Recently I saw a great letter sent from Pete Docter to a fan that really resonates with the experience of working on Supernauts at Grand Cru, in it he said:
It takes a lot of work (and rework, and rework and rework) to get it right. And even then quite often we’re not 100% pleased. As John Lasseter likes to say, our films don’t get finished, they just get released.
Like the folks at Pixar, we aim to create products that are extremely polished, that look and feel as if they are pushing the envelope of what’s possible on a mobile device.
Supernauts is probably the first mobile game that really makes full use of touchscreen to offer a genuinely rewarding Minecraft-like experience to players and includes a lot more depth and overall gameplay than they might first expect. Supernauts has also undergone what is probably one of the longest ever development cycles for any mobile title currently on the market as a result.
When they put the company together back in 2011, Grand Cru’s founders had already been working together on mobile games for several years. Since everybody’s preferences and strengths were already well known within that group, deciding on the theme was not so much of a stretch. Obviously we’re all fans of Minecraft at Grand Cru, but Little Big Planet was and is also a huge influence. We’ve tried to create similar themes of accessibility, fun and the community element of showing off your creations to others throughout the whole development process. Above all, we’ve stayed true to the founder’s original concept of wanting players to experience limitless creativity while playing.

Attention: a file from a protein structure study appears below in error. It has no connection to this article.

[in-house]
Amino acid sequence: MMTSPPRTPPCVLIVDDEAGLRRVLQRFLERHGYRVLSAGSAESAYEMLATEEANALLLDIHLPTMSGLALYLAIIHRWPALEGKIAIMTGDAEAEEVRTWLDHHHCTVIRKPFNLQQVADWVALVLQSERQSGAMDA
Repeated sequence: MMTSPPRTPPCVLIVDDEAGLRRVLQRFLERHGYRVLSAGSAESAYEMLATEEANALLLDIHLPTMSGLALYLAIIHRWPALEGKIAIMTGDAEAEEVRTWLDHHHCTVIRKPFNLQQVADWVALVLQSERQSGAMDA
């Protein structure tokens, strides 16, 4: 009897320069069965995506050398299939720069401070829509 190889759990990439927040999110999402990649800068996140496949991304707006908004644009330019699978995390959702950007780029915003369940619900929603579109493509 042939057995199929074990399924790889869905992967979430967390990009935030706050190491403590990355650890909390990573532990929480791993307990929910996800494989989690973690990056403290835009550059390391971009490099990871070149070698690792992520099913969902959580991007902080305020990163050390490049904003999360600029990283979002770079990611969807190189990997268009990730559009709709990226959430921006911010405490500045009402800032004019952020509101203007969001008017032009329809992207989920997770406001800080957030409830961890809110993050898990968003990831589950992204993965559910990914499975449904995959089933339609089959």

There’s also a huge number of pop-culture influences in Supernauts, including but not limited to The Incredibles, Futurama, The Hitchhiker’s Guide to the Galaxy and old Lucasarts adventure games. At one point we also toyed around with the idea of creating a fun horror/ monster theme, but that would have made it more difficult to add things like disco floors. In the end, the “comic sci-fi” concept just felt natural and we felt that we could also slip in a topical environmental element in there without being too serious about it, so the whole thing just came together nicely.
The original concept of Supernauts was a lot more MMO-like, but later we decided to concentrate on first building a fully-functional single player experience. We have been iterating and making gradual changes to that aspect of the game ever since. Only very recently did we reach the stage of being able to add some of the ultra-social features that were decided at the very beginning: multiplayer building contests.
When you add in the enormous number of blocks, surfaces and objects that require individual textures and shaders, the work adds up. Getting everything working, looking and feeling exactly right takes even longer.
A good example of something that has been reworked a number of times, and is still often the subject of intense debate amongst the team, are the building and camera controls. So far there have been at least seven different versions of the building controls (possibly more) and we have finally created a building algorithm that has a slightly higher learning curve but is ultimately more accurate and allows for less misplaced blocks than before. It’s all about optimizing the experience for the player. If it’s not perfect, we’re not going to use it.
Creating the technology and huge number of tiny details behind Supernauts has been a long road with a huge number of challenges, and we’re not even finished yet!
In many ways the concept of not completely finishing a game but just releasing it feels like the most natural thing to do, both for Grand Cru and for Supernauts. We have a huge number of developments, tweaks, new features, new artwork and crazy ideas to keep our fellow Supernauts zappin’ away for years. We’ve given our players one of the most powerful and creative tools on mobile, and now it’s their turn to show us what they can do with it!